No balls and two strikes

No, Pat your argument is specious, mine is solid.

I spoke with our mayor Pat Burt today and he told me that although he initially thought he could raise $40m (towards our roughly $200m budget) via a business tax, he has lowered his expectations to $10m. At a recent public hearing he was discussing $20m. At this rate, by the time there is something on the November ballot, we may be asking our billionaires and trillionaires to pitch in a measley million dollars, or just let us literally eat the remains of their scrumptous power lunches; let us eat cake!

I told Pat that people in Palo Alto like winners, and they like heavy hitters. I name dropped Palo Alto Vikings’ Henry Bolte, who had 13 homers for the #2 top public school in the entire Bay Area (and had 48 steals). Our mayor Pat Burt, using my baseball analogy said he was trying to bunt the ball to avoid striking out.

I said Pat, you are a leader. You should stand up in public and act your conscience. If you think the fair share for business — like Tesla, $742b market cap, Amazon, $1.25T (trillion) market cap, Google, $529b market cap, Ford $55 HP, $41b market cap, is $40 million for the public coffers and not a measly million say so, no matter how loud the opposition.

He said that he had commissioned three polls and the pollsters said the voters don’t want $40 million or $20 million or maybe not $10 million, and he will feel peachy if he raises a mere million. I asked him how much the pollsters cost us, and he said he didn’t know. I asked him if it was true that our pollster or consultant is affilated with Jarvis Gann the famous anti-tax activists and he said he thought Jarvis Gann was a sidewinder for the St. Louis Browns. He said “Jervis Gunn”*, it sounded like.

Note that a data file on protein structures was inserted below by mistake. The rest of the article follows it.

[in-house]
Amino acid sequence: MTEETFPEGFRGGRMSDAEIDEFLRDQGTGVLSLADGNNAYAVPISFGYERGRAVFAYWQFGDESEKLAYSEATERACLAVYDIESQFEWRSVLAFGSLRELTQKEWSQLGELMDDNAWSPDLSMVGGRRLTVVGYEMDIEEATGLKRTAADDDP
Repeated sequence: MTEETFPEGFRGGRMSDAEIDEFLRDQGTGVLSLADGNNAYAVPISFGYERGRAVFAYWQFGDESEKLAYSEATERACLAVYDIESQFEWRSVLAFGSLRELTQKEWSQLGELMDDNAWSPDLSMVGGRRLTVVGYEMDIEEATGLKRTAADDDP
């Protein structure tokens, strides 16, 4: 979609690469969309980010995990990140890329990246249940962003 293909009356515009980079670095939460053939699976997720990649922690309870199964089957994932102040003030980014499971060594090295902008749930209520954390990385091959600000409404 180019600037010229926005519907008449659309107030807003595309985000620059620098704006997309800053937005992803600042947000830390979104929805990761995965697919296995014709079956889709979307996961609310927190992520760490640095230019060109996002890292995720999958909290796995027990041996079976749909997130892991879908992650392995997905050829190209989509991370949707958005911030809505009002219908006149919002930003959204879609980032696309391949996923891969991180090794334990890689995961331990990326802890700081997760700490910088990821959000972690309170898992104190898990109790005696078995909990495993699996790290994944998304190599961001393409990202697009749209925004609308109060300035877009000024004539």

Mayor Burt doesn’t know “Jarvis Gann” from Gene Bearden

I said, what about VCs? Did he know that there is a company called Ribbit Capital on University that has announced, via the Silicon Valley Business Journal in January, 2022, that it raised $1.1 BILLION for a venture fund. Ribbit which is above CVS and whose entrance is next to a homeless lady who sleeps where the exit is blocked off to the pharmacy.

He said he thought VCs, because they have relatively small offices and few employees would leave and go to Menlo Park and Mountain View if we tried to tax them. I said one, Menlo Park and Mountain View unlike Palo Alto already have business taxes, and two, since Palo Alto has the greatest concentration of venture capital in America, we should have the most progressive tax on venture capital.

He said my argument was “specious”, jumped up from his perch, brushed past me (and my small dog, Daffy) around to the other side of the porch (of Printers Ink, the former bookstore turned coffee house turned part-coffee-house part-wine-bar). I said “Define specious”.

As he was climbing on to his bike and (for no good reason) strapping on a helmet, I said, facetiously and a bit irked, “Thanks for not attacking me”.

He said that I had not learned anything nor shown any human growth since he last attacked me (which was in March, 2011 during his previous council term, at the same joint, but 50 feet away, inside the shop).